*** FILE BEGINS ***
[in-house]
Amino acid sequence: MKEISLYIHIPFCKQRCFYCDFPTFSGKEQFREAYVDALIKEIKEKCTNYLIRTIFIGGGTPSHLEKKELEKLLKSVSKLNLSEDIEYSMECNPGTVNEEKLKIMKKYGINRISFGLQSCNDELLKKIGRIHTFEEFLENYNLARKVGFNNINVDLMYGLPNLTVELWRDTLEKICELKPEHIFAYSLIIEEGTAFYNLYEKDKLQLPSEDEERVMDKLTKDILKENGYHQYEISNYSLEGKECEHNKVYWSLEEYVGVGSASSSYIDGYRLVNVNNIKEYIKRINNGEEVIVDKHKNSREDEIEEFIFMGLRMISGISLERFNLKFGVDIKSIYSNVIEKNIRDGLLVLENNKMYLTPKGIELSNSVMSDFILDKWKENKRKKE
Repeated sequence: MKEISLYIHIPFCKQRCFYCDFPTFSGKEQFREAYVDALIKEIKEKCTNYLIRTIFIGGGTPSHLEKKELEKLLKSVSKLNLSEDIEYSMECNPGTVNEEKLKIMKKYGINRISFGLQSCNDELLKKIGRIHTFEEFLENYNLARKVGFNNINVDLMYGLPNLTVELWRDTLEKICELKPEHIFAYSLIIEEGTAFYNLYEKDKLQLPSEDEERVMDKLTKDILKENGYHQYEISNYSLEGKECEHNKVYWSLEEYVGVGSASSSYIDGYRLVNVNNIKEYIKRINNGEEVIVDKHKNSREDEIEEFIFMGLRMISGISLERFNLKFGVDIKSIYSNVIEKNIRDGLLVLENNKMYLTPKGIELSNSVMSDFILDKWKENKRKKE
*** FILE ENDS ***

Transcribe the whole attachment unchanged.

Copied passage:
[in-house]
Amino acid sequence: MKEISLYIHIPFCKQRCFYCDFPTFSGKEQFREAYVDALIKEIKEKCTNYLIRTIFIGGGTPSHLEKKELEKLLKSVSKLNLSEDIEYSMECNPGTVNEEKLKIMKKYGINRISFGLQSCNDELLKKIGRIHTFEEFLENYNLARKVGFNNINVDLMYGLPNLTVELWRDTLEKICELKPEHIFAYSLIIEEGTAFYNLYEKDKLQLPSEDEERVMDKLTKDILKENGYHQYEISNYSLEGKECEHNKVYWSLEEYVGVGSASSSYIDGYRLVNVNNIKEYIKRINNGEEVIVDKHKNSREDEIEEFIFMGLRMISGISLERFNLKFGVDIKSIYSNVIEKNIRDGLLVLENNKMYLTPKGIELSNSVMSDFILDKWKENKRKKE
Repeated sequence: MKEISLYIHIPFCKQRCFYCDFPTFSGKEQFREAYVDALIKEIKEKCTNYLIRTIFIGGGTPSHLEKKELEKLLKSVSKLNLSEDIEYSMECNPGTVNEEKLKIMKKYGINRISFGLQSCNDELLKKIGRIHTFEEFLENYNLARKVGFNNINVDLMYGLPNLTVELWRDTLEKICELKPEHIFAYSLIIEEGTAFYNLYEKDKLQLPSEDEERVMDKLTKDILKENGYHQYEISNYSLEGKECEHNKVYWSLEEYVGVGSASSSYIDGYRLVNVNNIKEYIKRINNGEEVIVDKHKNSREDEIEEFIFMGLRMISGISLERFNLKFGVDIKSIYSNVIEKNIRDGLLVLENNKMYLTPKGIELSNSVMSDFILDKWKENKRKKE